The guy was from San Francisco, where guns are pretty well outlawed. That, however, didn’t save him. Indeed, it was a demilitarized weapon from World War II that chewed him up and spat him out, much the worse for wear and no longer in operating condition.
It happened on a hobby tank ride during a family reunion. Poor guy fell off and that was game over, man.
The property in the city of Fairfield, about 50 miles northeast of San Francisco, belongs to Jelly Belly Chairman Herman Rowland, according to family spokeswoman Holly Carter.
Carter said the tank’s driver, 62-year-old Dwayne Brasher, is married to Rowland’s daughter and the current Jelly Belly chief executive officer, Lisa Rowland Brasher.
“The gentleman involved in this accident was a passionate person, always ready to lend a hand and we shared the same deep rooted love of history,” Herman Rowland said in a statement. “There are no words to describe the grief we are experiencing.”
Police said neither drugs nor alcohol were believed to have factored into the incident.
There are no safety belts on the outside of a tank (and in a tank of this vintage, none inside, either). Before you ride on a tank in the Army, to the extent the Army permits it at all, you’re expected to have some training on it. Where and how to mount and dismount makes a difference. You’re shown where to hang on, so that if you fall off, you’re not in the path of the treads. You’re taught how little visibility the driver and TC have, even if the tank is not buttoned up (and buttoning up is so restrictive to visibility that it’s only done when under accurate fire).
Tank drivers are trained to stop the tank in an emergency, but even the lightest tank doesn’t stop on a dime; it has a lot of inertia. Tankers are also aware of the hazards of the tracks; indeed, they’re trained to exploit the tank’s treads as weapons to crush enemy soldiers and fortifications. (If you know a tanker, get him to free-associate the term “pivot turn,” or react to the command, “Neutral left!”) It’s unlikely a hobbyist “tanker” has had any of this training at all, and safety procedures that the worlds’ armed forces have built over decades would be terra incognita to him, and certainly to his passengers.
This is a sad outcome. The small coterie of hobbyists who preserve and restore these vehicles did so when the military and the nation’s museums had no institutional interest in doing so. (Indeed, well into the 90s we were destroying WWII tanks, half-tracks and armored cars as range targets). It’s unfortunate to have an accident taint this perhaps eccentric but very valuable hobby in the psyche of the public.
Of course, the greatest misfortune is that that befell the victim and his surviving friends and family. If you operate some unusual old piece of equipment, it’s very wise to seek out its former operators (or, when they are too far removed in time for any of them to be alive, their writings, which are a poor substitute for a living person) to see what safety precautions were considered de rigeur, back when the gadget was new and its hazards were taken seriously.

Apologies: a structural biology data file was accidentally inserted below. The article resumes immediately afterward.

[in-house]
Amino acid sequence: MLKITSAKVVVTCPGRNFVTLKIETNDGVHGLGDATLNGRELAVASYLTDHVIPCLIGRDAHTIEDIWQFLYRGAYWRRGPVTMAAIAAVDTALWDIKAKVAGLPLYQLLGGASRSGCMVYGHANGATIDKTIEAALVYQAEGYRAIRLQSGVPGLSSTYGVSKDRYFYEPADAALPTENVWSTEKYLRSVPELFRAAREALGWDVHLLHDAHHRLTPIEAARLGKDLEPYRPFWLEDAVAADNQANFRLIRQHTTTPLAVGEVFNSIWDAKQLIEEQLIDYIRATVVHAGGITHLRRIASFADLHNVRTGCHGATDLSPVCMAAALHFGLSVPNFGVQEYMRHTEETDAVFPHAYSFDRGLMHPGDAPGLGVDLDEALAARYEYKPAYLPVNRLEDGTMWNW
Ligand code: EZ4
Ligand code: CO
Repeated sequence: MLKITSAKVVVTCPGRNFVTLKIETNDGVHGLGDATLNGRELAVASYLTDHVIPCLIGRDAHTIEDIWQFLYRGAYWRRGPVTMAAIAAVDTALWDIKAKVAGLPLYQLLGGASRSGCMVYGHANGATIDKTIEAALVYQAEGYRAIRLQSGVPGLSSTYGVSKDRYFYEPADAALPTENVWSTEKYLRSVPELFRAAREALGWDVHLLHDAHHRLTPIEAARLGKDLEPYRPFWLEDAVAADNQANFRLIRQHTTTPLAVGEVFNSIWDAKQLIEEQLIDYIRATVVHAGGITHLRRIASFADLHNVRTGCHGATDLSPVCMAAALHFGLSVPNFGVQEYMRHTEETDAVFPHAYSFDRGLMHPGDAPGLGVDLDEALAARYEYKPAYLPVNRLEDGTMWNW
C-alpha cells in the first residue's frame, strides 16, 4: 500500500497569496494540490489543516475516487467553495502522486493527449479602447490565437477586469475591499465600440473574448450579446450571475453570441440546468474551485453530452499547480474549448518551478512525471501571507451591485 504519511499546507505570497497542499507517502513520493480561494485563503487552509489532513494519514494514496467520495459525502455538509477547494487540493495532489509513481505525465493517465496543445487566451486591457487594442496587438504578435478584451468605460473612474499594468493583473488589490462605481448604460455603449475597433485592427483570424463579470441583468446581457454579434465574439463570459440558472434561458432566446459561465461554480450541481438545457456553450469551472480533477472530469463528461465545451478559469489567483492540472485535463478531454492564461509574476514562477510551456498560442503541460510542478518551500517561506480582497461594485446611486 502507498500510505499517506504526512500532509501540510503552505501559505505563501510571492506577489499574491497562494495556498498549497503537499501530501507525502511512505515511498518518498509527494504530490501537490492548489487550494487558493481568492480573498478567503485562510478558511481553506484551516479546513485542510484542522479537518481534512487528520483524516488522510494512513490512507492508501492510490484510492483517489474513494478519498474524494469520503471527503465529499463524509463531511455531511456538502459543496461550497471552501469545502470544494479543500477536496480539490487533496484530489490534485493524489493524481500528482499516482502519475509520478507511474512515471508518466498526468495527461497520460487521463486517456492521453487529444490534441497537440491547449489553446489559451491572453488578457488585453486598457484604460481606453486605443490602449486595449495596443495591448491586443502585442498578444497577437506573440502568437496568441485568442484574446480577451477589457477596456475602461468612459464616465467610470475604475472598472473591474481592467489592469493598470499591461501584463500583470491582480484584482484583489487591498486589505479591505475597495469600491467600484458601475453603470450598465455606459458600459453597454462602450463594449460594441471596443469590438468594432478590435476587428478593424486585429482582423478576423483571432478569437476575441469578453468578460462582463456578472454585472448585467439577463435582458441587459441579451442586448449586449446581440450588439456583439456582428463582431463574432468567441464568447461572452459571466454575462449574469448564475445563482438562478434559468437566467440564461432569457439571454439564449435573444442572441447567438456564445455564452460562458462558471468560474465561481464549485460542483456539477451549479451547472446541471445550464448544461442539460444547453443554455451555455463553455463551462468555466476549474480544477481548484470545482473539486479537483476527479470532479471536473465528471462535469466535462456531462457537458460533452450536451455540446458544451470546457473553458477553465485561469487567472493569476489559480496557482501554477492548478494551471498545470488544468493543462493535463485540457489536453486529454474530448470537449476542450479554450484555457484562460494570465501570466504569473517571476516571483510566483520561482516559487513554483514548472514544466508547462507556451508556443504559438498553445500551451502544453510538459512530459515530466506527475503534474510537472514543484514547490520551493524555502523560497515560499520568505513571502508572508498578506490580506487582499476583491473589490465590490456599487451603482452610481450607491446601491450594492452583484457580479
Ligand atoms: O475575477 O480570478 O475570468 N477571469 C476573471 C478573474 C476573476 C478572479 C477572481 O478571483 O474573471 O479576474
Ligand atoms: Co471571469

If you are an expert in a field, you may not even be conscious of the safety precautions your experience guides you to take. How many equestrians have seen someone unfamiliar with horses line himself up perfectly for a kick? One startle response away from a fractured cranium. You can yell, “Hey, don’t stand there,” or something, but you didn’t warn the person beforehand because it didn’t occur to you that somebody would come up behind the horse like that. A lot of what we know we only know because someone taught us, and the frightening bit is that they may have taught us so long ago that we’ve “always known that” and don’t think to teach it to people lacking our tribal knowledge.
If you look at WWII pictures of tank riders, relatively few of them are hanging on the frontal aspect of the tank. You wonder how many dead GIs, Landsers or Red Army motorized rifle troops it took for them to evolve that procedure.
By the 1960s (US war in Vietnam and Russian mostly uncontested invasion of Czechoslovakia) this tribal knowledge seems to have been largely disregarded.
Kevin was a former Special Forces weapons man (MOS 18B, before the 18 series, 11B with Skill Qualification Indicator of S). His focus was on weapons: their history, effects and employment. He started WeaponsMan.com in 2011 and operated it until he passed away in 2017. His work is being preserved here at the request of his family.